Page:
Rethinking The Resistance Against Boxed Curriculum

We’ve been spinning our wheels. According to the National Assessment on Educational Progress (NAEP) data, Tennessee continues to make consistent gains in mathematics, while achievement in early literacy continues to be a great challenge. In fourth-grade literacy, Tennessee students ranked 41st in the nation in 2011, climbed to 31st in 2013, and then in 2015, slipped backward to 36th.  Something is missing.

Tennessee has made dramatic gains in education in the past decade, with a huge part of the success being credited to the implementation of more rigorous academic standards. But the standards alone are just part of the puzzle, with an equal piece of the puzzle being found through instructional materials. And not just any instructional materials, but materials and textbooks of quality. Although the increased demand of the standards has been a step in the right direction, the teachers who are responsible for implementing these standards have been left to search for and create their own curriculum with supporting materials.

According to this report, when selecting instructional materials, visual appeal (cuteness) and lack of grammatical errors top the list of items that matter most to teachers. The report continues by stating that when teachers are vetting materials, they begin with no rubric or criteria, and use their own judgement. The majority of these teachers stated they have had no guidance from their districts or schools in judging quality materials, as high teacher autonomy allows them to rely on their professional judgement. The result has been misalignment and shallow instruction because teachers have been presented with the challenge of creating a curriculum from scratch with limited training and support.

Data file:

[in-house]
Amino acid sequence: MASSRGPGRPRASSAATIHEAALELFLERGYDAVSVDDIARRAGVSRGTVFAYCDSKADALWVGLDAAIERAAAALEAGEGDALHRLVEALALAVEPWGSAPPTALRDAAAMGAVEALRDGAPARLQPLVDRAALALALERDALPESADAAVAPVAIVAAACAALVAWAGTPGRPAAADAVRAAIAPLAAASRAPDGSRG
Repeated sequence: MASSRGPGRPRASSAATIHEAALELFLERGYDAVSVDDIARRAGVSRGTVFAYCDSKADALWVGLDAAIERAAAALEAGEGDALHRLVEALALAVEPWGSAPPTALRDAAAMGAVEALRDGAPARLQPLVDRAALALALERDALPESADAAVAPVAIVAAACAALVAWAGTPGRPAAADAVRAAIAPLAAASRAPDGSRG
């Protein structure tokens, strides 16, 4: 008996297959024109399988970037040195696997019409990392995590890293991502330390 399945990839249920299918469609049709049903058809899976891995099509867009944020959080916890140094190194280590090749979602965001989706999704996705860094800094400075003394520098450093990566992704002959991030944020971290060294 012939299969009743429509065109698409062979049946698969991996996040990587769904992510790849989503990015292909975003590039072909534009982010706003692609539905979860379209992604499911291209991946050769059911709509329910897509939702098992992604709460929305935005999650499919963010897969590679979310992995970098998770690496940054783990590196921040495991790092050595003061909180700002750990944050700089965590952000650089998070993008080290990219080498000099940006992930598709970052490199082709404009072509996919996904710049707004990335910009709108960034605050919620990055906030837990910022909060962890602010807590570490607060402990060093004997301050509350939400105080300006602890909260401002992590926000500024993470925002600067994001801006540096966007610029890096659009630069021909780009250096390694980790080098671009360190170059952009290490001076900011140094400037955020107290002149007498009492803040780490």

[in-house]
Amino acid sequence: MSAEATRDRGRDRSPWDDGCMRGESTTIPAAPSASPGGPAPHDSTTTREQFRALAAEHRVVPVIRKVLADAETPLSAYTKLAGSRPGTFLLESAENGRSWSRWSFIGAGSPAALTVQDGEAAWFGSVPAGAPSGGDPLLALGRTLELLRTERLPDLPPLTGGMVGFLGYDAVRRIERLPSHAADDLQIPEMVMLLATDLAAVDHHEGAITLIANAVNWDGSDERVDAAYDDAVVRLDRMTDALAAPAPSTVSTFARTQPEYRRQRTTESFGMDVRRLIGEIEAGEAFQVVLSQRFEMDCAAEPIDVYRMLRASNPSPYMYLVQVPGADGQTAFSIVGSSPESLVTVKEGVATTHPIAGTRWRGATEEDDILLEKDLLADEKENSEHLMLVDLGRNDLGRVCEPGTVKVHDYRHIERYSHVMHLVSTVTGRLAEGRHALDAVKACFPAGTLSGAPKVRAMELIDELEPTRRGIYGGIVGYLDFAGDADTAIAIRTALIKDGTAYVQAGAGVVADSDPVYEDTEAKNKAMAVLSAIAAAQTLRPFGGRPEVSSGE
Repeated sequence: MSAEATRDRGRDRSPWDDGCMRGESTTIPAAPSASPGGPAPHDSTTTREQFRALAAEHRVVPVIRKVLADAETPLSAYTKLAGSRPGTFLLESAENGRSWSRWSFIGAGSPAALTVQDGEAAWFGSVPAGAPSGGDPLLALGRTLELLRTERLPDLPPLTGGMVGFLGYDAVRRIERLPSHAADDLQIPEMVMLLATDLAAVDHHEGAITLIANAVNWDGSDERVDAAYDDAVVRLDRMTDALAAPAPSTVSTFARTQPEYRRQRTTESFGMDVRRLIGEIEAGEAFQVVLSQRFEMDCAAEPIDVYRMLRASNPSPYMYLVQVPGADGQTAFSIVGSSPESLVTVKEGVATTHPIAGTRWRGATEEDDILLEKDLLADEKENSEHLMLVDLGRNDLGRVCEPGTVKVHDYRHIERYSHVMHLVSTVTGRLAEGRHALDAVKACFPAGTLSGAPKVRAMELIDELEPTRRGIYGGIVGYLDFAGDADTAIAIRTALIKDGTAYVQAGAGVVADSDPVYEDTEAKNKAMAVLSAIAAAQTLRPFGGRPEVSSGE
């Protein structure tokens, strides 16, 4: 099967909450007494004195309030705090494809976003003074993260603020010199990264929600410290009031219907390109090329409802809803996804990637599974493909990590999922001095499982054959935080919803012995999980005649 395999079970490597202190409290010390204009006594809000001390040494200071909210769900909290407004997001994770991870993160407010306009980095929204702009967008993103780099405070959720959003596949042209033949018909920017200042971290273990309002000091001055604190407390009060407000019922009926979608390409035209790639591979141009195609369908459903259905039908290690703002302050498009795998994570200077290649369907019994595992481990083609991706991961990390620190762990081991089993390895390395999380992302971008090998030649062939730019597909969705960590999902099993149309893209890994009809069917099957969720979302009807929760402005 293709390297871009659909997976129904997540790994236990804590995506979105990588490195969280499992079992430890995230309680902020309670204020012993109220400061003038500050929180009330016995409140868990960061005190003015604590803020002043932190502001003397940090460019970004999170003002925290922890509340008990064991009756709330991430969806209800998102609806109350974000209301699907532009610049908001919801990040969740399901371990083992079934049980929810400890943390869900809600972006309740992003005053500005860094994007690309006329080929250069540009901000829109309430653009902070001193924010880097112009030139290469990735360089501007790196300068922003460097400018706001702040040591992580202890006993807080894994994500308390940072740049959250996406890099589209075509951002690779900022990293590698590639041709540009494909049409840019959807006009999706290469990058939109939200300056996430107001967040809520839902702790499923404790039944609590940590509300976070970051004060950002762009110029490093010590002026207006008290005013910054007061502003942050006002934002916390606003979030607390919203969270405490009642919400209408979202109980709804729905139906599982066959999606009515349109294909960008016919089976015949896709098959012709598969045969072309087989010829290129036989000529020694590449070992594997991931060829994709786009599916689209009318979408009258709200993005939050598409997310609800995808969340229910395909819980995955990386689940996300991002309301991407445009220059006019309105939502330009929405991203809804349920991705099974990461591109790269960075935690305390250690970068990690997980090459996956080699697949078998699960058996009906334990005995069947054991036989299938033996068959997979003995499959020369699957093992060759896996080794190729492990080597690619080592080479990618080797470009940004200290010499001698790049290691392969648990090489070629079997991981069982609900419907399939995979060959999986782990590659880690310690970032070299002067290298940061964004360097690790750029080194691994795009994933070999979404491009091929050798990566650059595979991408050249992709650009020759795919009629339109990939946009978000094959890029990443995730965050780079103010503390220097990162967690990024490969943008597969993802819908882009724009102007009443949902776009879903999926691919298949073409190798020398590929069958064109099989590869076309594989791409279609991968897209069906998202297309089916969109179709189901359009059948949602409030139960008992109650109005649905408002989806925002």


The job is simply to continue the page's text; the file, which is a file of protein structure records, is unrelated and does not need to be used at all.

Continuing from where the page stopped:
Chingos and Whitehurst suggest that “Choice of instructional materials can have an impact as large as, or larger than, the impact of teacher quality. The analogous supporting tools for teachers are instructional materials.” High-quality materials increase teacher knowledge and skill while increasing the level and complexity of the content students are asked to learn. But how can teachers be sure selected materials are aligned? Educators can lean on third party reviews such as, an independent nonprofit that publishes educator reviews of K-12 instructional materials for quality. Rubrics and program comparisons provide educators with valuable information to select quality materials.

Currently, teachers are spending countless hours sourcing or creating materials. According to the 2017 Tennessee Educator Survey, teachers are spending on average 4.5 hours per week creating and sourcing materials. This does not even account for teacher planning time in addition to gathering materials! McDougald & Weisskirk assert that “Freeing up teachers’ schedules by providing high-quality curriculum allows them to allocate time toward activities with far higher value.”